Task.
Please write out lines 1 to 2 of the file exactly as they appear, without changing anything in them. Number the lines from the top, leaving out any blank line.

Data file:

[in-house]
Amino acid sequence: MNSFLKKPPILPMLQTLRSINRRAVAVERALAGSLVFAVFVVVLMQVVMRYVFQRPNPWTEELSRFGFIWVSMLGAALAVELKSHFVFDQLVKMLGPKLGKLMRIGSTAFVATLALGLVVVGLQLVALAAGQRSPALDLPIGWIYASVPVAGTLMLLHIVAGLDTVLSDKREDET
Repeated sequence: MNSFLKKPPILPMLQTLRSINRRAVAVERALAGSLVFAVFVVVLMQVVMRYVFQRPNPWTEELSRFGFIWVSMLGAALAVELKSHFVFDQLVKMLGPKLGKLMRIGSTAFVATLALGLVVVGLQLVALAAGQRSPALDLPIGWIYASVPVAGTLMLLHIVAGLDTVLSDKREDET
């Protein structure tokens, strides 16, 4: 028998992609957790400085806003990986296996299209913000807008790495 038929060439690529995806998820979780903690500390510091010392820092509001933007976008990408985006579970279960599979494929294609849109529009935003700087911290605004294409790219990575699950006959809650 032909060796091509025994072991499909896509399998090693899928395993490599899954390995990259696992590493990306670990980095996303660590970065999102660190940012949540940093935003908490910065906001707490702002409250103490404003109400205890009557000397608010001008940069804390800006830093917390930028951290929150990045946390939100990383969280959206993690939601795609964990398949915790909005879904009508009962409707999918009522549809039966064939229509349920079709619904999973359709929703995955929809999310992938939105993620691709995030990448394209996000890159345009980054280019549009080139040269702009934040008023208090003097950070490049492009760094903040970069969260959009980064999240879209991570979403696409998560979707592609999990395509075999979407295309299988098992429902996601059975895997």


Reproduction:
[in-house]
Amino acid sequence: MNSFLKKPPILPMLQTLRSINRRAVAVERALAGSLVFAVFVVVLMQVVMRYVFQRPNPWTEELSRFGFIWVSMLGAALAVELKSHFVFDQLVKMLGPKLGKLMRIGSTAFVATLALGLVVVGLQLVALAAGQRSPALDLPIGWIYASVPVAGTLMLLHIVAGLDTVLSDKREDET